Shawnee McFarland of The Herald Online (South Carolina) reports that burger lovers will soon be able to order a rare burger like this one cooked at McHale’s on Main Street on Friday. However, burger lovers will be carded to make sure they are at least 18 and asked to read a disclaimer that the restaurant isn’t responsible for illness as a result of eating a rare burger.
Since the mid-1990s, hamburgers in South Carolina have been cooked one way: well done.

But state Rep. Brian White, R-Anderson, couldn’t take it any more.
“I got sick and tired of having a well-done hamburger every time I went somewhere,” said White, who likes his burger medium rare.
Legislators passed White’s bill that would allow residents to have their burgers cooked to less than 155 degrees or “a little less burnt” as White puts it. The bill has yet to be signed by the governor.
If approved, customers over the age of 18 will be able to have their burgers cooked-to-order at restaurants willing to participate. The restaurant must provide written or verbal notice notifying diners that the restaurant can not be held responsible for those eating under-cooked meat.
“If you’re old enough to go die in a war, then you’re old enough to get a hamburger that’s not dry as dirt,” said state Rep. Gary Simrill, R-Rock Hill, a medium-well burger eater who supported the bill.
Ron Mathieu, a manager at McHale’s on Main Street said he prefers his burgers medium-rare and wouldn’t mind giving his customers an option.
“I’m all for it,” he said, adding that very few customers ask for burgers cooked a particular way.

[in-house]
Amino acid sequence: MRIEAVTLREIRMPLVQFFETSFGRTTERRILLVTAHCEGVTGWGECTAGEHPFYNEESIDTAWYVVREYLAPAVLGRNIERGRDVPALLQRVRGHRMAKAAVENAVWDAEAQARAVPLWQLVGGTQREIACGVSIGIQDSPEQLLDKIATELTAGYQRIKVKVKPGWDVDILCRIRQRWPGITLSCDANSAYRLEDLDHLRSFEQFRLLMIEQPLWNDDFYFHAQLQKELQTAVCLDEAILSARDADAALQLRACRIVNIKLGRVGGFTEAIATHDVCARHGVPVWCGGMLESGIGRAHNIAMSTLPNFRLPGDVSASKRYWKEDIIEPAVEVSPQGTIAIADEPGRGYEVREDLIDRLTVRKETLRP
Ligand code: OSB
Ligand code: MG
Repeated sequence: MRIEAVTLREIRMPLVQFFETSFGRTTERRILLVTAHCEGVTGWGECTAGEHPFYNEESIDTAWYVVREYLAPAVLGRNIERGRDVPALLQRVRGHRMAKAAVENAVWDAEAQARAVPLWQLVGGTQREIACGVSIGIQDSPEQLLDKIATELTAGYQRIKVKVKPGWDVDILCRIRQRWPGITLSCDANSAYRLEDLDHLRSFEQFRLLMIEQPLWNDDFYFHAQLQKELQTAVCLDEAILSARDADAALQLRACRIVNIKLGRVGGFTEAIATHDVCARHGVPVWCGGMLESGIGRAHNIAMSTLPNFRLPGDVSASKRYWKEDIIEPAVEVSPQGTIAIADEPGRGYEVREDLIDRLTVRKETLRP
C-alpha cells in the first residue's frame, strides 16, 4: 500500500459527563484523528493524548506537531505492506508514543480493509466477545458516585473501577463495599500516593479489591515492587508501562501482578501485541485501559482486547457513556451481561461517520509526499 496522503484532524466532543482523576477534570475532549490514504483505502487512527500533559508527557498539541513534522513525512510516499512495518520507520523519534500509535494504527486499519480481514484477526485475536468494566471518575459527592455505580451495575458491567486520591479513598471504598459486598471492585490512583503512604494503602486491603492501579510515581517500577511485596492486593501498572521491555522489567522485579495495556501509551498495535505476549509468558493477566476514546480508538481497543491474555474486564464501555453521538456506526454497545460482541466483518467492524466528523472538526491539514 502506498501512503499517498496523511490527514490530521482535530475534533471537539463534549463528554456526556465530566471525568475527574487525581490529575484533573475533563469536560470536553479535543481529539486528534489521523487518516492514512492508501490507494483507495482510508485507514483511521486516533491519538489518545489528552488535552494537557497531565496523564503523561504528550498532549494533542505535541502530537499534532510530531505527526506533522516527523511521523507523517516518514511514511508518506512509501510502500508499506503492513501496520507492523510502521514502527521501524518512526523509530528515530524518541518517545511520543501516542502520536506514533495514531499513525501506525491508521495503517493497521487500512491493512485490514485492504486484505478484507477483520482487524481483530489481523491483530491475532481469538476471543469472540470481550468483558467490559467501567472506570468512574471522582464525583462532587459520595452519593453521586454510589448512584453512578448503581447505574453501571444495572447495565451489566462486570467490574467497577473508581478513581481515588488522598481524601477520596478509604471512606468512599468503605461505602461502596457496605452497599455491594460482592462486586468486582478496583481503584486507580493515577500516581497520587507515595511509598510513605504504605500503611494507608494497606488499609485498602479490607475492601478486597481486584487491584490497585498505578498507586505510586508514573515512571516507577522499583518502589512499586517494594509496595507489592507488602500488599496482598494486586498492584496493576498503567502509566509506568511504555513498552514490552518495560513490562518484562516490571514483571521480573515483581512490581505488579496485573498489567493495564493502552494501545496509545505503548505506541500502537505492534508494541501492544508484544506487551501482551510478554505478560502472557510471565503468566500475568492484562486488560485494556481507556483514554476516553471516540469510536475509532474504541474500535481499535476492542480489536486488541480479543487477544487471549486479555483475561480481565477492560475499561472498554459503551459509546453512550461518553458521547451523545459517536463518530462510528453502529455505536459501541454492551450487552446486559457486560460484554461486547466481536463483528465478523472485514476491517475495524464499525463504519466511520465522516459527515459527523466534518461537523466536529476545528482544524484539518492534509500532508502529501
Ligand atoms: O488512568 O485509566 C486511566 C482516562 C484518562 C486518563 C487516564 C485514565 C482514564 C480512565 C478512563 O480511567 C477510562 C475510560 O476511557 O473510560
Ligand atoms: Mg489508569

At the White Horse on Camden Avenue, however, it’s a different story.
Popular request
Even though South Carolina residents haven’t been able to eat a rare burger for more than a decade, White Horse owner, Tom Sacco, said they get frequent requests for burgers left with “a little juice.”
“I’m sure that there’d be a market for it,” Sacco said, adding that he’d be willing to offer the special-made burgers to his customers as long as they met all of the requirements.
Both Mathieu and Sacco, agreed to the age requirement although it forces minors to wait for another luxury. They expressed concern about the bill’s requirement that restaurants serving burgers less than well-done would have to provide a verbal or written disclosure.
“I’d be willing to entertain that as long as I wouldn’t have to spend 10 minutes at every table,” Sacco said.
Rare burgers were banned after the government recommended that all ground beef be cooked to 155 degrees Fahrenheit after a Jack in the Box E. coli outbreak in 1993 that left four children dead and about 600 West Coast residents ill.